Power spot prices soar after yellow alerts

By Myrna M. Velasco

As weather temperature rises, so as the electric bills of Filipino consumers given the series of yellow alerts straining the country’s main power grid in Luzon – and it is just the start of summer months.

power grid power grid

On Friday (March 8), Luzon grid had been shoved into its third round of “yellow alert” or that situation in the electricity system when there is already part of the power reserves that cannot be met or provided due to lack of generation.

And in essence, yellow alerts trigger supply tightening that could then subsequently drive up power rates – especially in the Wholesale Electricity Spot Market.

As gathered from WESM operator Independent Electricity Market Operator of the Philippines (IEMOP), the highest load weighted average price (LWAP) in the power spot market reached P11.53 per kilowatt hour (kwh) just in this week of “yellow alerts” or from March 4 to 7.

Within the period, the LWAP average hovered at P9.054 per kwh, which climbed by almost P3.00 per kwh than the daily average of P6.49 per kwh and way even higher than the February average of P4.23 per kwh.

The WESM-LWAP basically signifies the average price of electricity traded from various points in the electricity system and at different trading hours/intervals.

As of March 8 (Friday), system operator National Grid Corporation of the Philippines (NGCP) indicated that power reserves were still insufficient, hence, it declared another round of yellow alerts at 11:00 a.m. to 12:00 noon; and 2:00 to 3:00 p.m.

The plants on forced outages had gone leaner, but NGCP reported that the 59-megawatt Bacon-Manito (BacMan) unit 2 power plant of Energy Development Corporation (EDC) of the Lopez group had joined the fray.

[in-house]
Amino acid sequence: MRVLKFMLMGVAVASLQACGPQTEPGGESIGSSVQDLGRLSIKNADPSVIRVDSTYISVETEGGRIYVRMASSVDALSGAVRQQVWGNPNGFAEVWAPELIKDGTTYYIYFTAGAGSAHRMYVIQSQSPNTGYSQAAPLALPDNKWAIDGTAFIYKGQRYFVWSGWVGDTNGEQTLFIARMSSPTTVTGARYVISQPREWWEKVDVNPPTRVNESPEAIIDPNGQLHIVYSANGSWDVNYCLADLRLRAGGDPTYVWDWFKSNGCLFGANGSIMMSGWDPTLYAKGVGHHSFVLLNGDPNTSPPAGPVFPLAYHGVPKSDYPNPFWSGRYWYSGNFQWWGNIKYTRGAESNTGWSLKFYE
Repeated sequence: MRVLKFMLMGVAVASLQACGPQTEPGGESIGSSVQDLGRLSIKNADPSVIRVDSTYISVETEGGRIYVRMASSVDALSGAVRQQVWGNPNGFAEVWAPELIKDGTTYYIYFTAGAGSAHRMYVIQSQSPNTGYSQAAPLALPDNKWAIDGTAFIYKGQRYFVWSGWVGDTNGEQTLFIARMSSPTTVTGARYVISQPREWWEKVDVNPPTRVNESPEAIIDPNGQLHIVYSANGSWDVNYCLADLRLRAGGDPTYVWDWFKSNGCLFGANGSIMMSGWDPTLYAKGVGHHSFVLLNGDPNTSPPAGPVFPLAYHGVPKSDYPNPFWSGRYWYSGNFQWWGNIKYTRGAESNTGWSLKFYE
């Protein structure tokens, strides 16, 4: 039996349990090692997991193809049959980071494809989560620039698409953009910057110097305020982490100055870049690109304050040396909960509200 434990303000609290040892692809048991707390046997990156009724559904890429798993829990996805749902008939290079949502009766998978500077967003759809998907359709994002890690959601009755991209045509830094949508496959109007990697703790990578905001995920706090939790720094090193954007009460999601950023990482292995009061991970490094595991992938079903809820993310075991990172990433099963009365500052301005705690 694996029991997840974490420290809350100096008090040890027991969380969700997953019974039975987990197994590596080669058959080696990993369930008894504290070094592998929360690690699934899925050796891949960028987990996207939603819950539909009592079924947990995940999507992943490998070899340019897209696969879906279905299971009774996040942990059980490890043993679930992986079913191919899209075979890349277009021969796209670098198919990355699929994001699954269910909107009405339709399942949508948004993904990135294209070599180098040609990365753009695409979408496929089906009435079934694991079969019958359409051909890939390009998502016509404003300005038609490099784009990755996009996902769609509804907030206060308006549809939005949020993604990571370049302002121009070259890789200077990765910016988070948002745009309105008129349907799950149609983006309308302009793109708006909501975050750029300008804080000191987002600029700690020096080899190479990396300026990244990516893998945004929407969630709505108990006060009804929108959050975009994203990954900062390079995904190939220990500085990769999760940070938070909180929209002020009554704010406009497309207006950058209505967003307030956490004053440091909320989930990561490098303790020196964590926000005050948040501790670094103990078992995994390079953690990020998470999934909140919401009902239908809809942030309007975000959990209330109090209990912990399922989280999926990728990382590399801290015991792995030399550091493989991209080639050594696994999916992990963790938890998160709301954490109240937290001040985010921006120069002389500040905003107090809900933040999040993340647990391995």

The other generating facilities still on unplanned shutdowns were the 316MW GNPower-unit 2 of the Ayala-Aboitiz joint venture; the 300MW Calaca unit 2 power plant of the Consunji group; the 150MW unit 1 of South Luzon Thermal Energy Corporation (SLTEC) of the Ayala group. De-rated plants were still the same; the Masinloc generating units of San Miguel group; and the Pagbilao 3 power facility of the Aboitiz group and TeaM Energy Philippines.

The Department of Energy (DOE) does not see any problems with the series of yellow alerts plaguing the system; but other industry players worry of price spikes that may eventually torment consumers – and the others also see this as a cause of bigger concern in the country’s power supply-demand situation.

In Congress, there is a more intensified call for investigation of the recent unplanned outages of power facilities, as this might transpire as a déjà vu of the 2013 crisis in the power industry when consumers were supposed to suffer P5.00 per kWh hike in their electricity bills had it not been stopped by the Supreme Court.

In a statement to the media, Bayan Muna Representative Carlos Isagani Zarate said “more than 10 plants have shutdown – counting those that were de-rated. These shutdowns are too numerous and they will definitely cause a spike in power rates if we do nothing about it.

He noted that as of now, “the DOE is saying that their policy is to have staggered pass-on rates to consumers... but this still means power rate hikes for the consumers and this should not be happening in the first place if there is a well thought out energy supply plan.”